FAQContact usTerms of servicePrivacy Policy

ENA: Weigh pediatric patients only in kilograms

Monday August 20, 2012
Printer Icon
Select Text Size: Zoom In Zoom Out
Share this Nurse.com Article
rss feed
The Emergency Nurses Association has developed a position statement supporting the use of scales that read in kilograms for the weighing of pediatric patients.

The American College of Emergency Physicians, the American Academy of Pediatrics and the Institute for Safe Medicine Practices endorsed the position statement, which is an effort to reduce medication dosing errors that may stem from confusion between pounds and kilograms.

Pediatric medication doses are weight-based, unlike the standard dosing units used for adult patients, and the recommended dosages are given in kilograms. Potential for confusion arises when a scale reading is in pounds, the ENA noted.

The position statement, “Weighing Pediatric Patients in Kilograms,” recommends the following practices:

• Scales used to weigh pediatric patients should be configured to record weights only in kilograms.

• Pediatric weights should be recorded in a prominent place on the medical record.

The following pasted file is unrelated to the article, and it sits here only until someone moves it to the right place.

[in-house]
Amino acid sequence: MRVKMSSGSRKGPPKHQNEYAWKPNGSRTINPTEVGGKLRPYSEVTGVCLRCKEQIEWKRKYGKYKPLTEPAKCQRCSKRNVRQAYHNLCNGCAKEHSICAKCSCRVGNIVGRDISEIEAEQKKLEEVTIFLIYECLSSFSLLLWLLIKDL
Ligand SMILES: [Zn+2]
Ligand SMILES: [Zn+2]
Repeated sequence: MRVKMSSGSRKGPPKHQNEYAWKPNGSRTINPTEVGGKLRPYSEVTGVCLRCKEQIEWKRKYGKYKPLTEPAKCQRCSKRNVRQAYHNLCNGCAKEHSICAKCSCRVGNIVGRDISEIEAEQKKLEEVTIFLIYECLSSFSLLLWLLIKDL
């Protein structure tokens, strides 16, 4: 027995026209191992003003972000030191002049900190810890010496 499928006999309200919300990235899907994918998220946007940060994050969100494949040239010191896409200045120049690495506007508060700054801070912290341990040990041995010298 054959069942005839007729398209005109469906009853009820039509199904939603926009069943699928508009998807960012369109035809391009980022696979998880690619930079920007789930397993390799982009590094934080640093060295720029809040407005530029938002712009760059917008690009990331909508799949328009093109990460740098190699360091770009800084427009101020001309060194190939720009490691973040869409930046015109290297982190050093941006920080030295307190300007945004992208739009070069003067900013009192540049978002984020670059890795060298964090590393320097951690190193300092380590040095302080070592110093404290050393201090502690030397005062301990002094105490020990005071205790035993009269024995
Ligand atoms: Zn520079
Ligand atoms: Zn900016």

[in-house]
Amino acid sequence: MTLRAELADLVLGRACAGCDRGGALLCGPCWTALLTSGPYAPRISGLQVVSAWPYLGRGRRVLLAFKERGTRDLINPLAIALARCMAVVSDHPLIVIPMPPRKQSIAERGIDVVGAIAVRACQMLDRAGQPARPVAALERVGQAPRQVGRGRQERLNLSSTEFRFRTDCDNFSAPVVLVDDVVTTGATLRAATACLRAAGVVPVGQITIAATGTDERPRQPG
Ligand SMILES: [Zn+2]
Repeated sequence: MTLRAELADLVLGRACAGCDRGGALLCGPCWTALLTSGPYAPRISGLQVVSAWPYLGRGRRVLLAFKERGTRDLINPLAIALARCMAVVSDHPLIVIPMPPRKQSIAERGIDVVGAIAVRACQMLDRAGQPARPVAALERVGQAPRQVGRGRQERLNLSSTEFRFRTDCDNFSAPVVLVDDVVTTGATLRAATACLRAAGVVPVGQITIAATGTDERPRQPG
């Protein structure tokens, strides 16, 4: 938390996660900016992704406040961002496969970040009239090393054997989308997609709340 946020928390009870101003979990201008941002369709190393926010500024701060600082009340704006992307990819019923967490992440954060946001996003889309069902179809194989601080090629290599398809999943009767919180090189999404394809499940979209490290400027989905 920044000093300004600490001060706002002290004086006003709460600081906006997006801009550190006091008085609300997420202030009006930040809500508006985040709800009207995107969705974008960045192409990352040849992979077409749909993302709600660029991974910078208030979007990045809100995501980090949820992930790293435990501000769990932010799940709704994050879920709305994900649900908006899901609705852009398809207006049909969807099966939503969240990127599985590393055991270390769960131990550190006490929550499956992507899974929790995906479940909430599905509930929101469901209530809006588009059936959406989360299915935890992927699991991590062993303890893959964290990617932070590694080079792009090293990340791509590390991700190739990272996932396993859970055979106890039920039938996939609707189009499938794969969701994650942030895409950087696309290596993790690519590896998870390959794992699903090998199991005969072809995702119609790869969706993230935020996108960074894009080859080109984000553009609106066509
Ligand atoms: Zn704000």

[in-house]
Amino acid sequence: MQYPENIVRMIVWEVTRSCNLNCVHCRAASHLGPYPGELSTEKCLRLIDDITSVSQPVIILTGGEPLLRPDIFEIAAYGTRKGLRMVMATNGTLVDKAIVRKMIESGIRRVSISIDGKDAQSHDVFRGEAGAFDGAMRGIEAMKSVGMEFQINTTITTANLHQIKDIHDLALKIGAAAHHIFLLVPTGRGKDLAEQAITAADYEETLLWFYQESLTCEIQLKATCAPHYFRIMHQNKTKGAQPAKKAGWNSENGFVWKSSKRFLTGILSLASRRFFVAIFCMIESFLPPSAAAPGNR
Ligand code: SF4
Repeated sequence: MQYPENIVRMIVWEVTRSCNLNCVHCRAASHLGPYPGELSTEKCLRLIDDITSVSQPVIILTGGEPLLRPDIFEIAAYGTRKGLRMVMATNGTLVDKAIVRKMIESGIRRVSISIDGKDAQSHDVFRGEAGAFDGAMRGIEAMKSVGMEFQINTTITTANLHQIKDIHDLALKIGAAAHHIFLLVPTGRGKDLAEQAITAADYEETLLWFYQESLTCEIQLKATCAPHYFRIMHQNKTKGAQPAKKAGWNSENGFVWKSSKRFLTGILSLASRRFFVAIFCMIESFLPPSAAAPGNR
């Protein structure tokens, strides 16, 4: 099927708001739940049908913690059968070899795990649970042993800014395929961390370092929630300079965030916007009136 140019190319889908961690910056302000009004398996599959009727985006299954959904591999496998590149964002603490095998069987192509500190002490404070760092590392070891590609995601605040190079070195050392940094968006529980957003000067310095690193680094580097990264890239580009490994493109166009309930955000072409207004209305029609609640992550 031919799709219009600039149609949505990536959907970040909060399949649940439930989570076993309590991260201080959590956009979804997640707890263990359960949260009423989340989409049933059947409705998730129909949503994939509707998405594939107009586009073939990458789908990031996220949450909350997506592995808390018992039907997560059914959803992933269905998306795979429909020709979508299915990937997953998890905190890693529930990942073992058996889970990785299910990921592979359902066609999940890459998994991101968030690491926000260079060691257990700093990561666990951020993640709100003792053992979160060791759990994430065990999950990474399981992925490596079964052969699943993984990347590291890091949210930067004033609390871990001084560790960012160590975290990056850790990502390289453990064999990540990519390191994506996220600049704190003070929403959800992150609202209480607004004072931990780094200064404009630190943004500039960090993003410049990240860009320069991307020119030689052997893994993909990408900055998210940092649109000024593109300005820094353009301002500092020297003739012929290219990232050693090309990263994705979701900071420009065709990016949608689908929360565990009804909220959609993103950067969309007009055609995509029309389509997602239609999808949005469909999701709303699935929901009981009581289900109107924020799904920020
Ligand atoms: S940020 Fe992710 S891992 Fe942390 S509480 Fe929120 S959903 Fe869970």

• Electronic medical records should be standardized to allow only kilograms for pediatric weight entries.

• The pediatric patient’s actual weight should be considered part of the mandatory nursing assessment unless the patient requires resuscitation or emergent stabilization.

• For the pediatric patient who requires resuscitation or emergent stabilization, a standard method of estimating weight in kilograms should be used (such as a length-based system).

• The pediatric patient’s weight in kilograms should be included in any inter- or intra-disciplinary patient handoff.

“Medication errors are always serious, but in the emergency department, and with infants and children, they can have particularly serious consequences,” ENA President Gail Lenehan, RN, EdD, MSN, FAEN, FAAN, said in a news release.

“Determining the correct dose of a pediatric medication typically requires multiple calculations, and is challenging enough. The need to additionally convert pounds adds to the confusion, which can result in serious, even fatal medication errors.

“This is a serious, even deadly problem, with a very easy solution: weighing pediatric patients only in kilos.”

A PDF of the statement is available at www.ena.org/SiteCollectionDocuments/Position%20Statements/WeighingPedsPtsinKG.pdf.

Send comments to editor@nurse.com or post comments below.